I wish I had known that 20 years ago. I spent way too much time considering what color my parachute was and not enough time jumping out of planes. (If you missed the reference, its from a book I DON'T recommend you read: "What Color is Your Parachute")
 

simonley

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Jul 20, 2021
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Now quite a lot of people have children at an early age. But I believe that you will get the best experience by working out your own mistakes, because not everyone will be suitable for the same ways of raising children. You may have a different opinion and this is normal, but be careful.
 

Nelon154

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Jul 20, 2021
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@ZCP @BlackMagician

So first of all thank you for taking the time to post on this thread, I am grateful for the welcoming vibe of this community.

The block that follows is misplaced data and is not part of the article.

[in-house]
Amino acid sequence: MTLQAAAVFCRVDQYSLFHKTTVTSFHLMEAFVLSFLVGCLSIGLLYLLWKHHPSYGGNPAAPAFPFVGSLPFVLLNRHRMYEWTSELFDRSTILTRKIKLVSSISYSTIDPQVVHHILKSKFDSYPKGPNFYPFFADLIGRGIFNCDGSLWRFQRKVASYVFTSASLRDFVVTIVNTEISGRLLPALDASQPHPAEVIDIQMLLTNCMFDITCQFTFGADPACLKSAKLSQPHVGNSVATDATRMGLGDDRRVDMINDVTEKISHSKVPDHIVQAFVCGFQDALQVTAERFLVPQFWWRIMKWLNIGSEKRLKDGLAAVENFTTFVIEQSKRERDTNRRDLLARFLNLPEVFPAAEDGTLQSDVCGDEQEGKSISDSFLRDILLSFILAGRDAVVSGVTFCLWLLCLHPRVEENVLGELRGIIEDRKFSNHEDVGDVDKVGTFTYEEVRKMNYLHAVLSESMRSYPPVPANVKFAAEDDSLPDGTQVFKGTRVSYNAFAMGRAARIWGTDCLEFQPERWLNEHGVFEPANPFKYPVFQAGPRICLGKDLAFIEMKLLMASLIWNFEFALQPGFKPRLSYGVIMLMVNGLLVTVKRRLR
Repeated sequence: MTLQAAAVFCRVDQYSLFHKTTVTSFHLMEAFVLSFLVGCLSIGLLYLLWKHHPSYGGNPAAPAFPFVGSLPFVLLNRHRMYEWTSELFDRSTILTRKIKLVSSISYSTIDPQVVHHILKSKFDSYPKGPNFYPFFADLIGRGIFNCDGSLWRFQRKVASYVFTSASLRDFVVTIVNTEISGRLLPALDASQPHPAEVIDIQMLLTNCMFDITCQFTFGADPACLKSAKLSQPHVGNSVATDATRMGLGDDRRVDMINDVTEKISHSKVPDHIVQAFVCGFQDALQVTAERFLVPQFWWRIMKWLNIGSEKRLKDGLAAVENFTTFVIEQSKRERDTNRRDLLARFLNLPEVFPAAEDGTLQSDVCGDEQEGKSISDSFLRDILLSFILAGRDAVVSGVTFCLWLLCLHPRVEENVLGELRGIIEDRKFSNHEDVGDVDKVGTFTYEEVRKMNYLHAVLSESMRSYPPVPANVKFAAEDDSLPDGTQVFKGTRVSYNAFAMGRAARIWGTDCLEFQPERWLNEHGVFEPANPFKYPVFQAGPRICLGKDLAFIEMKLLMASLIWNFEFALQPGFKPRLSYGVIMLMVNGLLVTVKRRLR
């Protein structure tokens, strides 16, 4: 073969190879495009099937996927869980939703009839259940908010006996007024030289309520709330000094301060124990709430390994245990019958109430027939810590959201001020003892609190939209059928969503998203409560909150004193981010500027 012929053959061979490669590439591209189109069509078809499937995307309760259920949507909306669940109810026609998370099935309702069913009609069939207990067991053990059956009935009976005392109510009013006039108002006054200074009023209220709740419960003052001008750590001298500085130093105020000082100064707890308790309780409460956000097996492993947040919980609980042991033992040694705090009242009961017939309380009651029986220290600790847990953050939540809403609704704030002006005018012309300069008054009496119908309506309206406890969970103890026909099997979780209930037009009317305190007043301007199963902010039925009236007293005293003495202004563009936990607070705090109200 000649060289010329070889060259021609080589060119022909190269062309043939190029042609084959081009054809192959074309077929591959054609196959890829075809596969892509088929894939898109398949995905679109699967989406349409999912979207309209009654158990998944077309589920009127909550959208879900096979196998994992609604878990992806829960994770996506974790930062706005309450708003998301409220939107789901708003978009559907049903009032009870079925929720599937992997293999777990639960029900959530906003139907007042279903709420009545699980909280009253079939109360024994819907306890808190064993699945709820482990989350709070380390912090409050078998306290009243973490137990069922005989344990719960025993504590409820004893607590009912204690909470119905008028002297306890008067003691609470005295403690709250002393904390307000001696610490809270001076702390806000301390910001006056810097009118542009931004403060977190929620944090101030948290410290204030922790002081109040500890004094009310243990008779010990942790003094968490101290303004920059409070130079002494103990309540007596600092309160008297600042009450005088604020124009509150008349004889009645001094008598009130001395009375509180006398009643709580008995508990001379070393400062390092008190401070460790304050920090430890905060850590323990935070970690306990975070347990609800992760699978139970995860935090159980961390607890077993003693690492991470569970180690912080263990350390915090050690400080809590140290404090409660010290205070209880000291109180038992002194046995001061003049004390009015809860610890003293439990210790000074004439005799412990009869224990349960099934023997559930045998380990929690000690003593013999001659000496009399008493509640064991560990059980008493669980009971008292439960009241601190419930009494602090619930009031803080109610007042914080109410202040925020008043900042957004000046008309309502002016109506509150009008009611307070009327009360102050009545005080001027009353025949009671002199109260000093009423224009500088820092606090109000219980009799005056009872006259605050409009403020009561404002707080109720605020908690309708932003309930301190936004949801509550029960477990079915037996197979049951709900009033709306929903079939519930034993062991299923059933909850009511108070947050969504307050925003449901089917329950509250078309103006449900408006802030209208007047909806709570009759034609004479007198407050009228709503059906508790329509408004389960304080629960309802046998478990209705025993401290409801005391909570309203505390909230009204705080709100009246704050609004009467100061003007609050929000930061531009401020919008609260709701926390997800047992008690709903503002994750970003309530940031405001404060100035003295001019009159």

Second, I've decided that I won't waste time trying to find my passion now. I will change my language and face the challenges involved so I can find peace with my current situation.

Also, I've found a business idea that I know will add value to society. And I've decided to pursue it with all of my heart. No more thinking now, just doing.

Then I've decided, after writing down the things I'm proud of as previously recommended. That I've really accomplished somethings despite my mistakes. A lot of people make mistakes and decide to live with them. However I didn't blindly accept my situation and changed my environment, job, and way of life.

I've decided that instead of beating myself up for my mistakes I will instead recognize what I've done to mend them.
 

WJK

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Now quite a lot of people have children at an early age. But I believe that you will get the best experience by working out your own mistakes, because not everyone will be suitable for the same ways of raising children. You may have a different opinion and this is normal, but be careful.